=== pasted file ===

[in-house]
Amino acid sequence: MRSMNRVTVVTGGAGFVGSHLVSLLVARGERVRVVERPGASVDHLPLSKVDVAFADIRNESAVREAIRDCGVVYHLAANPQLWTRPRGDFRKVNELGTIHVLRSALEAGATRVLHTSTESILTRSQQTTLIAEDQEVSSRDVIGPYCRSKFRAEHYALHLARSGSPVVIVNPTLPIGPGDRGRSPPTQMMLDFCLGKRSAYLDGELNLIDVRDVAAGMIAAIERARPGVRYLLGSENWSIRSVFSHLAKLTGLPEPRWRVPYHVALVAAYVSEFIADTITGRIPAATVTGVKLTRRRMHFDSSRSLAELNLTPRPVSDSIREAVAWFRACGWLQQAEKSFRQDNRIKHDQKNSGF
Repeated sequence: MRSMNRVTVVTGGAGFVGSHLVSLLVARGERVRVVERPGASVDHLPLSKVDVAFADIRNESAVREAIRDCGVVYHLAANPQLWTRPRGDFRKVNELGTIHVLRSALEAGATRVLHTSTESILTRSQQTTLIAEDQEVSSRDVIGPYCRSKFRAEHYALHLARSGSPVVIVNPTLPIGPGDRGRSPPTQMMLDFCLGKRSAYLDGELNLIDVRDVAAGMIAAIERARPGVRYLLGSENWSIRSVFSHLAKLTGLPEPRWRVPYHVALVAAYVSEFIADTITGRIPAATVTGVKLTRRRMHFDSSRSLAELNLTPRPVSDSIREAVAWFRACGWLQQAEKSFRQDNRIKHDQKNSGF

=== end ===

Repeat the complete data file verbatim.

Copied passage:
[in-house]
Amino acid sequence: MRSMNRVTVVTGGAGFVGSHLVSLLVARGERVRVVERPGASVDHLPLSKVDVAFADIRNESAVREAIRDCGVVYHLAANPQLWTRPRGDFRKVNELGTIHVLRSALEAGATRVLHTSTESILTRSQQTTLIAEDQEVSSRDVIGPYCRSKFRAEHYALHLARSGSPVVIVNPTLPIGPGDRGRSPPTQMMLDFCLGKRSAYLDGELNLIDVRDVAAGMIAAIERARPGVRYLLGSENWSIRSVFSHLAKLTGLPEPRWRVPYHVALVAAYVSEFIADTITGRIPAATVTGVKLTRRRMHFDSSRSLAELNLTPRPVSDSIREAVAWFRACGWLQQAEKSFRQDNRIKHDQKNSGF
Repeated sequence: MRSMNRVTVVTGGAGFVGSHLVSLLVARGERVRVVERPGASVDHLPLSKVDVAFADIRNESAVREAIRDCGVVYHLAANPQLWTRPRGDFRKVNELGTIHVLRSALEAGATRVLHTSTESILTRSQQTTLIAEDQEVSSRDVIGPYCRSKFRAEHYALHLARSGSPVVIVNPTLPIGPGDRGRSPPTQMMLDFCLGKRSAYLDGELNLIDVRDVAAGMIAAIERARPGVRYLLGSENWSIRSVFSHLAKLTGLPEPRWRVPYHVALVAAYVSEFIADTITGRIPAATVTGVKLTRRRMHFDSSRSLAELNLTPRPVSDSIREAVAWFRACGWLQQAEKSFRQDNRIKHDQKNSGF